- Local Credit – a little bit more action yesterday…traders…”secondary credit markets marginalised by the ongoing sell off in rates and primary issuance from Woolworths. This is an awkward time of year as we approach FYE and we anticipate a frustrating few days ahead and we endeavour to keep the book lean and clean”…the last bit no doubt reflected across three of the majors. Interesting with the Woolworths deal, last I saw the book was just shy of $3bn for a $700m print. Just shows, there is still demand for credit out there. In the financials space, “we close the curve a basis point wider and for reference we have incorporated our indicative curve as it stood prior to APRA’s CLF announcement (chart below). As you can see the widening and steepening has been felt most from the 3yr point. We expect this to persist, though accept that the capacity of the majors to issue offshore with likely temper this trend”.
(Source: ANZ, Mutual Limited)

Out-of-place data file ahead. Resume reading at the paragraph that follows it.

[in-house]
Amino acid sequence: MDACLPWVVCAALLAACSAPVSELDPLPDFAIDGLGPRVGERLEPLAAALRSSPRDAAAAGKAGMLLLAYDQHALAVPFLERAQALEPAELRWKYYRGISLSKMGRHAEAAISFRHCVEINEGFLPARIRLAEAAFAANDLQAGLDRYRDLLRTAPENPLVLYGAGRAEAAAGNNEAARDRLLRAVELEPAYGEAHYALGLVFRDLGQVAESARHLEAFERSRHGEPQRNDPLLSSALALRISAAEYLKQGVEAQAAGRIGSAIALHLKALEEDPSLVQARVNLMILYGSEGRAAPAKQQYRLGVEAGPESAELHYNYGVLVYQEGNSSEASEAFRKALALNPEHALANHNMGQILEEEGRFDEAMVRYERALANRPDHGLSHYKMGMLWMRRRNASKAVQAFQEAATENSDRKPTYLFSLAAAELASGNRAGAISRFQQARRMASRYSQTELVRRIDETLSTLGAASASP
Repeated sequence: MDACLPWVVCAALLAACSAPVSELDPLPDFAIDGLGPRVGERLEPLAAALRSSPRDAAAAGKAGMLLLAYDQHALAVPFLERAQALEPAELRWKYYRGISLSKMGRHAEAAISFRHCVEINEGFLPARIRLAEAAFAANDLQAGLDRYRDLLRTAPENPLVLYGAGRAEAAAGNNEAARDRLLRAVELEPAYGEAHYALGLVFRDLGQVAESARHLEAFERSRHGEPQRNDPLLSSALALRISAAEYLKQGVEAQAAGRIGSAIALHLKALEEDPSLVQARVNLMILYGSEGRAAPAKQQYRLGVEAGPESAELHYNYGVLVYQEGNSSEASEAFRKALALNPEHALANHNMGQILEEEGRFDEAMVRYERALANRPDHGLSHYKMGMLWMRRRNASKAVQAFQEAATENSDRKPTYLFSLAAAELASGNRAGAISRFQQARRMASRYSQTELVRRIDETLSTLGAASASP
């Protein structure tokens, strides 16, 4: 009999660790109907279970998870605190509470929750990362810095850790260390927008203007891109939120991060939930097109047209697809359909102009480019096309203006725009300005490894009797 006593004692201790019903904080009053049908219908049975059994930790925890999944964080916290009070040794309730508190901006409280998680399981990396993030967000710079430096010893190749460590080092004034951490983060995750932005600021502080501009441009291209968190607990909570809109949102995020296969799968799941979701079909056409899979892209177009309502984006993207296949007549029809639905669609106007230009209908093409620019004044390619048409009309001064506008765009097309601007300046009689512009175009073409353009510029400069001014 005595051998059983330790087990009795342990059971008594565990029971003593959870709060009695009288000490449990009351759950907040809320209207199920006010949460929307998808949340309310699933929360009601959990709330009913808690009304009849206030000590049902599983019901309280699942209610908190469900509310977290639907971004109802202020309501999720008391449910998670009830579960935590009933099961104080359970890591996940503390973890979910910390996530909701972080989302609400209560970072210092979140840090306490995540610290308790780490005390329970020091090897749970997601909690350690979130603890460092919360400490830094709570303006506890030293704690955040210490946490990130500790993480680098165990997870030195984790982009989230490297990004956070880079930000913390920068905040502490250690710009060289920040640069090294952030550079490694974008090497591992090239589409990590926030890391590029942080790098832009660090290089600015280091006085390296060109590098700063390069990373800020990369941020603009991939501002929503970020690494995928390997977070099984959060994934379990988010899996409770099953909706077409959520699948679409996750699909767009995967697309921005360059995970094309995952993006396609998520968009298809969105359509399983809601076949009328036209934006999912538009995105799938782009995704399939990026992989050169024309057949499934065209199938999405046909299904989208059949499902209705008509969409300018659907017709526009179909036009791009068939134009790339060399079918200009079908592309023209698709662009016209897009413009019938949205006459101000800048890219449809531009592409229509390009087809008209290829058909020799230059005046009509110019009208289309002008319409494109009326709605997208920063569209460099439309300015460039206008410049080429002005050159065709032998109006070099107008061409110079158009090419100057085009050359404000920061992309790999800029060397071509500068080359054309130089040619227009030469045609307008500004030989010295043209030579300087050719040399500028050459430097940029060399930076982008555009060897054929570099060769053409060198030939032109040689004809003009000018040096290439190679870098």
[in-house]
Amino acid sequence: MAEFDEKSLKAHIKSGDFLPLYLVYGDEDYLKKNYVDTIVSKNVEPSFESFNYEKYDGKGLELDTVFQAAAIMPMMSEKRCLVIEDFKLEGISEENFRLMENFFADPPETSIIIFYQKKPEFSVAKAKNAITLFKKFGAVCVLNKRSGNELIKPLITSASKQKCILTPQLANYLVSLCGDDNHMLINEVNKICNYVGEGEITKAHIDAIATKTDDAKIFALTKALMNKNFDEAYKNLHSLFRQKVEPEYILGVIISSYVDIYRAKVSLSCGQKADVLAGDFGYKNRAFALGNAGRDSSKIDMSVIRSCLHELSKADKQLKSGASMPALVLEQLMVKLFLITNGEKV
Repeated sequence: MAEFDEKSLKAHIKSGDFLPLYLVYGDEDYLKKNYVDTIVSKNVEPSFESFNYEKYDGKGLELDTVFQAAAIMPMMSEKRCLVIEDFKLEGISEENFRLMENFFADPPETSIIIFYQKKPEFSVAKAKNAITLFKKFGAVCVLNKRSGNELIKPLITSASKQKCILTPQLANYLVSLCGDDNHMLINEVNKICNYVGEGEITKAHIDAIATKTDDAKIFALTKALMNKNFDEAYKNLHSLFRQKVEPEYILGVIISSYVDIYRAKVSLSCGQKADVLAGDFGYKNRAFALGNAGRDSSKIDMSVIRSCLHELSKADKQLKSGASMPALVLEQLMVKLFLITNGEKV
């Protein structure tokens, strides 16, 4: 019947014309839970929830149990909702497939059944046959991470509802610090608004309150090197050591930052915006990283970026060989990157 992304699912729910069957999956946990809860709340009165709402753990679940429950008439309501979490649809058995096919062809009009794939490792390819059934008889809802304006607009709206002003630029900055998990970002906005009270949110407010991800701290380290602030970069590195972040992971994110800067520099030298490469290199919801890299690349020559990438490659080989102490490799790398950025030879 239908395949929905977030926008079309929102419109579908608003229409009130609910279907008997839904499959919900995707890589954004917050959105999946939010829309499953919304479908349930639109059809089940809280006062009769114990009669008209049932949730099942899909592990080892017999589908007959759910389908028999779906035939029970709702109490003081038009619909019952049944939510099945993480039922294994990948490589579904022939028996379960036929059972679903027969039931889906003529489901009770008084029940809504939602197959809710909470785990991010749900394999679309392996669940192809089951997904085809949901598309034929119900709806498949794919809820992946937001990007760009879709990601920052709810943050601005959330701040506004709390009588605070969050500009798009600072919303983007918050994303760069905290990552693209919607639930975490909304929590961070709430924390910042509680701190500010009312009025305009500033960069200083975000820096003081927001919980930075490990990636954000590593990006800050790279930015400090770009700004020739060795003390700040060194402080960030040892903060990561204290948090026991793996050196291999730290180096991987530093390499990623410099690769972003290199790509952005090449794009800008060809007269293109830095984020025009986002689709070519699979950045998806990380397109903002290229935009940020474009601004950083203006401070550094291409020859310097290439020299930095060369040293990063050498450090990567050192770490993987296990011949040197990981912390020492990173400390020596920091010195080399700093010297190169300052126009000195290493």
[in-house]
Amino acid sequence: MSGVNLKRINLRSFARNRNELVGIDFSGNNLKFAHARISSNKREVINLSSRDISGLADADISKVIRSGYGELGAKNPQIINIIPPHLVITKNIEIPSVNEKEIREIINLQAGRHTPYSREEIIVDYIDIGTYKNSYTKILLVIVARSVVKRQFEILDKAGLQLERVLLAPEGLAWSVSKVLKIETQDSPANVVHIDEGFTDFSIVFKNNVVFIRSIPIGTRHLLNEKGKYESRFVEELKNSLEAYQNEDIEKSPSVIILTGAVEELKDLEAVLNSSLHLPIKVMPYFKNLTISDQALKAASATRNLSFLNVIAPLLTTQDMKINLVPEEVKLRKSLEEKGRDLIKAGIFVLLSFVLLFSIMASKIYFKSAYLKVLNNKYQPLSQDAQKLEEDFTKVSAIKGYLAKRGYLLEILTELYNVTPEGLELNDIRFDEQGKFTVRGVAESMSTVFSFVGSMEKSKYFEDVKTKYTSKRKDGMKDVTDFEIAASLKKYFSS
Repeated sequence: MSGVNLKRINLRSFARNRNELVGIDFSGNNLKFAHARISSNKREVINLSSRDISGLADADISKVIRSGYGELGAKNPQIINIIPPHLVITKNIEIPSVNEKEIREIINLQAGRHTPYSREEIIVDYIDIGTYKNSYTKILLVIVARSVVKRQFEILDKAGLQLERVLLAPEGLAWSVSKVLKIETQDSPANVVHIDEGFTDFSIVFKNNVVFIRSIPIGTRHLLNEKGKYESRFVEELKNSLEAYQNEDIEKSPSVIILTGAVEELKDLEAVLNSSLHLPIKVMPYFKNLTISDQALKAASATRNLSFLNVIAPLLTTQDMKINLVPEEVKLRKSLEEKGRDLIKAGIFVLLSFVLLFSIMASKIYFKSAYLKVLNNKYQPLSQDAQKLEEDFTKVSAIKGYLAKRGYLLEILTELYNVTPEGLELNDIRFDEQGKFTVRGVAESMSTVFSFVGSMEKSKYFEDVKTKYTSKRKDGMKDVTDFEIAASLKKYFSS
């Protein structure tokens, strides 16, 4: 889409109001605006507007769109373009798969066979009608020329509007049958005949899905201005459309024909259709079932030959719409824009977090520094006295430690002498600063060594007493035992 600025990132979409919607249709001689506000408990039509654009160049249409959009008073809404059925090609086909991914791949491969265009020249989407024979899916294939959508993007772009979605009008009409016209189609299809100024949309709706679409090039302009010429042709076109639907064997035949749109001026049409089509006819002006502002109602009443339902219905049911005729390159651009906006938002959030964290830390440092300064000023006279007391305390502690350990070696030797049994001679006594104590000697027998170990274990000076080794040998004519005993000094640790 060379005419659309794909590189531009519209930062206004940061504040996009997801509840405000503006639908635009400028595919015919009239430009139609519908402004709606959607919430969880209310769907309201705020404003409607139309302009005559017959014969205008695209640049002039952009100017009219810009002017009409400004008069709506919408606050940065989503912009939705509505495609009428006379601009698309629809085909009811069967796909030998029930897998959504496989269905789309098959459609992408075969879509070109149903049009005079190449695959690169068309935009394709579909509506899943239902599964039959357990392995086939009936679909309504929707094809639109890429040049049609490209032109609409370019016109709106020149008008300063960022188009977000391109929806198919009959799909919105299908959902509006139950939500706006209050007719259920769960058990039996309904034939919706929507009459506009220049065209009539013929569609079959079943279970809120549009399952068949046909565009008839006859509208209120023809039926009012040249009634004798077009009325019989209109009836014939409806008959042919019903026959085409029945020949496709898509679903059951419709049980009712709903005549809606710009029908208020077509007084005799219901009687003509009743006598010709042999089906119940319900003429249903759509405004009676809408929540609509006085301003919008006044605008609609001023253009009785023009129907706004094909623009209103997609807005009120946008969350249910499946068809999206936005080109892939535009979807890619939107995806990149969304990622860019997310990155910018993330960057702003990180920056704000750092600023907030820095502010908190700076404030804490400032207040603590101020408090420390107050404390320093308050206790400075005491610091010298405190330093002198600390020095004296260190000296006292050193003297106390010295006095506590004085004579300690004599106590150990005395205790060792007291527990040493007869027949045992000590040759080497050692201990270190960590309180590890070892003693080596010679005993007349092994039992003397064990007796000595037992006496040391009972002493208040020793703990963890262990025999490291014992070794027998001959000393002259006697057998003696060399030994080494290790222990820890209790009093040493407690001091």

- Bonds & Rates – another day of meaningful increases in bond yields with the ACGB 10-year bonds at 1.53%, which is where consensus had pegged their expectations for year end. Offshore we saw US treasury yields continue to rise, 10’s + 6 bps to 1.55%, despite the risk off tone. Not surprising when the source of that risk off tone was the prospect of the US government defaulting on its debt. Whether it’s a real risk remains to be seen, but we’ve been here many times before and a deal has always been done in the end. Having said that, the US government has had to shut down in the past because the debt limit has been reached – ever since a 1980 interpretation of the 1884 Antideficiency Act, a “lapse of appropriation” due to a political impasse on proposed appropriation bills requires that the US federal government curtail agency activities and services, close down non-essential operations, furlough non-essential workers, and only retain essential employees in departments covering the safety of human life or protection of property (Wikipedia, sorry). As far as I can tell, since 1980, the US government has had to shut down for as short as one day and for as long as 35 days (2018-19). While the debt ceiling debate ‘rages’, upward pressure on yields will persist.